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CAP Assessment is Outlier on Oil Exports

Recently, the Center for American Progress (CAP) posted a blog outlining their opposition to crude oil exports. Not surprisingly however, CAP, who is opposed to the use of fossil based energy and the responsible development of our domestic energy resources, twists, turns and extrapolates data points to give the impression that crude exports will be harmful for the environment. We take a closer look at a few of these claims below.

Furthermore, CAP’s conclusions make the organization an outlier in the academic and think tank community, which widely recognize the economic and national security benefits of lifting the ban on crude oil exports. Independent institutions from across the political spectrum have conducted studies and research that support removing the ban. These groups include the Council on Foreign Relations, Columbia University, Harvard Business School, The Brookings Institution, Resources for the Future, Bipartisan Policy Center, Center for Strategic and International Studies, Center for New American Security, Progressive Policy Institute, The Baker Institute at Rice University, Aspen Institute, American Council on Capital Formation and the Heritage Foundation, just to name a few.

CAP uses land use data from the years 2000 – 2012, and claims that: “…If these development patterns continue, IHS CERA’s forecasts of new drilling activity suggest that increased oil exports would alone result in the loss of as much as 2,054 square miles of land between 2016 and 2030, or an area larger than the state of Delaware.”

  •  The widespread use of new, more efficient drilling techniques, such as horizontal drilling did not hit its stride in the “shale boom” until about 2008, two-thirds the way through the time period CAP uses to present its land use data. Therefore the data does not take into consideration the land use and productivity gains realized by recent developments. Horizontal drilling, a crucial aspect of the domestic oil and gas boom, has been a critical tool in helping the US oil and gas industry reduce their land use.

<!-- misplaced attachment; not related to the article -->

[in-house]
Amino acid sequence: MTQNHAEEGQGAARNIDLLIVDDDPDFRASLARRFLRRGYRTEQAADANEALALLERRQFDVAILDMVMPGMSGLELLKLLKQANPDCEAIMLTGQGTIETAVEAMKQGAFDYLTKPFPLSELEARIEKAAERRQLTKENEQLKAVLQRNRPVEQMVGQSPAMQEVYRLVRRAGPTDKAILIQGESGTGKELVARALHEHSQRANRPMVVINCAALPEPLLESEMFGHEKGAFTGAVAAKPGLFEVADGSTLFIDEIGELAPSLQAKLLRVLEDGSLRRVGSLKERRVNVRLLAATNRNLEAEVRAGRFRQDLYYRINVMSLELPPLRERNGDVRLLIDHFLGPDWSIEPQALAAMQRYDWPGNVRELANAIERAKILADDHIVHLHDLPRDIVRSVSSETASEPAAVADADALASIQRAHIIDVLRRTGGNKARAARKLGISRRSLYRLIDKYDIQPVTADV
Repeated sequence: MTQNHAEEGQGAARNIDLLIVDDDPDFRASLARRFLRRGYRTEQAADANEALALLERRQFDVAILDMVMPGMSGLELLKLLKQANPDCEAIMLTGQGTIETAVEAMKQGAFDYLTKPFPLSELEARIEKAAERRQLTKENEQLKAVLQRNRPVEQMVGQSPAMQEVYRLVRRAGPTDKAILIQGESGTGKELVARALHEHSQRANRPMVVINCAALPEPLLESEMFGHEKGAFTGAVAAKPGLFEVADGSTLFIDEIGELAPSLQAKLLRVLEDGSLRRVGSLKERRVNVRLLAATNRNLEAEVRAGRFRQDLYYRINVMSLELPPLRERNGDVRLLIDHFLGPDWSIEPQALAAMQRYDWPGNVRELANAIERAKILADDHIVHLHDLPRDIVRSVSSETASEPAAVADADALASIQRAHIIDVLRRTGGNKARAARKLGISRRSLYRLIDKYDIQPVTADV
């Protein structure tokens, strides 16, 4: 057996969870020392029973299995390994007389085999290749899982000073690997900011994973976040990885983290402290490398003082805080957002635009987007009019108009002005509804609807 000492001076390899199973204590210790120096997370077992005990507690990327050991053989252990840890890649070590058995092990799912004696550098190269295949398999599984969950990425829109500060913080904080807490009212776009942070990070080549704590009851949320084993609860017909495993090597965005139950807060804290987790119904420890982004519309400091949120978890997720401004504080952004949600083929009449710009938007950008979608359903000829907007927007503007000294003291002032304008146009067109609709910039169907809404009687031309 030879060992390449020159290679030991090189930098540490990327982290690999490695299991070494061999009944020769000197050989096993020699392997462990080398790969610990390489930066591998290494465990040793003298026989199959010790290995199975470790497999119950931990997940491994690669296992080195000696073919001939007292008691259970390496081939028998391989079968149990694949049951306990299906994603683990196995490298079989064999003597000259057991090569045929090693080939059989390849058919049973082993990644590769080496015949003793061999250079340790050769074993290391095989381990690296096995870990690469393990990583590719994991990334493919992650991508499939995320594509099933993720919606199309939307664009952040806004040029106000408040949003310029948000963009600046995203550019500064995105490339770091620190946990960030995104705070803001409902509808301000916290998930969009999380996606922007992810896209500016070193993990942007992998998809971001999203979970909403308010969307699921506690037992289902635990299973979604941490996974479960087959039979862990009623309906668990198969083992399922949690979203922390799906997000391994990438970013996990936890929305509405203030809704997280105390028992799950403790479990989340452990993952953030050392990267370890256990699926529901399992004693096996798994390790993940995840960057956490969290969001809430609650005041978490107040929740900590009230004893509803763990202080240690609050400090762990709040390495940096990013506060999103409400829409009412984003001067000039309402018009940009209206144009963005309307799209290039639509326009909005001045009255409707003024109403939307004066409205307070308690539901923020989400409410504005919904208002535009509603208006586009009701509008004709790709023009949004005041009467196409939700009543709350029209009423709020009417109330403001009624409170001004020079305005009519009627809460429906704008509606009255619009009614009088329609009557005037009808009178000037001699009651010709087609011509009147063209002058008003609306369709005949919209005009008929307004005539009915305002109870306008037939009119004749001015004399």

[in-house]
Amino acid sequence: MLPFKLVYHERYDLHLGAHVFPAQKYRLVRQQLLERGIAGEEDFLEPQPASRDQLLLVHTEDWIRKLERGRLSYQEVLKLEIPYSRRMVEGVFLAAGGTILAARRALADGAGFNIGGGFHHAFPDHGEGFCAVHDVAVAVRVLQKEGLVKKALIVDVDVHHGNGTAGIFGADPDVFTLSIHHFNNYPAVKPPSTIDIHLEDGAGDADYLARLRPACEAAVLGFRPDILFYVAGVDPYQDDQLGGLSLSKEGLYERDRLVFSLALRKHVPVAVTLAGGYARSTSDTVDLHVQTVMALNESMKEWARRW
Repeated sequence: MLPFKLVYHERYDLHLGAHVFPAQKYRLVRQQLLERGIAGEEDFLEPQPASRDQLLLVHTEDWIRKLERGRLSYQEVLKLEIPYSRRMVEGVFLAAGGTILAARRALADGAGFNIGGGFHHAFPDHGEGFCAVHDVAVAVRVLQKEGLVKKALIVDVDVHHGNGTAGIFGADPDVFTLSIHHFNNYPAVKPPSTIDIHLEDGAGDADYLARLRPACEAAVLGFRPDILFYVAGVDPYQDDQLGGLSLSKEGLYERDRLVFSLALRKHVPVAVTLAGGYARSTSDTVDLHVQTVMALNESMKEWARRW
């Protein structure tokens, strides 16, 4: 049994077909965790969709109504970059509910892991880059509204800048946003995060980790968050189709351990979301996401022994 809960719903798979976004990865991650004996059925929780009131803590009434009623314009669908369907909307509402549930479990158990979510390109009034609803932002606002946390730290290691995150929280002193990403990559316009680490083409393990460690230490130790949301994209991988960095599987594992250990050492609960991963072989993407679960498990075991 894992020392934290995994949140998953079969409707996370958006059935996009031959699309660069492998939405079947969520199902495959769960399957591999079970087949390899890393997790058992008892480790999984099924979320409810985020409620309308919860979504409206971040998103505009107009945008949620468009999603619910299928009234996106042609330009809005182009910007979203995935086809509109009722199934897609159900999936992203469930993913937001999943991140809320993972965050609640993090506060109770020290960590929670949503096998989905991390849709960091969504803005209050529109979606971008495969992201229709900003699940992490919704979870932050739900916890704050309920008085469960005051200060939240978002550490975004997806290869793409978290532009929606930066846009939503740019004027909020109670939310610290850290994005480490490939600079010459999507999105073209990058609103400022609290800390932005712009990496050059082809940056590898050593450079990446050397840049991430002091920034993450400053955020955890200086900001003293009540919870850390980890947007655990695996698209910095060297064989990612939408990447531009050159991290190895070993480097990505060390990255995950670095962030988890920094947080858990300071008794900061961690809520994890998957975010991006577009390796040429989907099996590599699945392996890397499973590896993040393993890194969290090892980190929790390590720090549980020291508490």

• The National Park Service in a December 2008 touted the spatial advantages of horizontal drilling in their federally-protected lands: “One of the benefits of horizontal well completions is the ability to site multiple wells on one location. So while the individual sites may be much larger, the overall disturbance on an acres/well basis could end up being less than in the past. “
  • The environmental group EarthWorks also recognizes the land use benefits of horizontal drilling, stating in their own report: “The benefits of directional drilling are numerous. Using these techniques, companies can drill a number of wells in different directions from one well pad (multilateral wells), which can decrease overall surface disturbance by reducing the number of well pads required to drain an oil or gas field.”
  • Furthermore, efficiencies brought by new innovations in drilling make wells more productive, therefore even further reducing the amount of wells, and land, needed to meet oil demand. Less well pads also mean less land cleared for access roads, which reduces local air and noise impacts. The energy production process in America has changed greatly since CAP’s first data point of 2000, and as seen above, the energy industry continues to make progress with innovations that reduce the amount of land required for oil and gas development.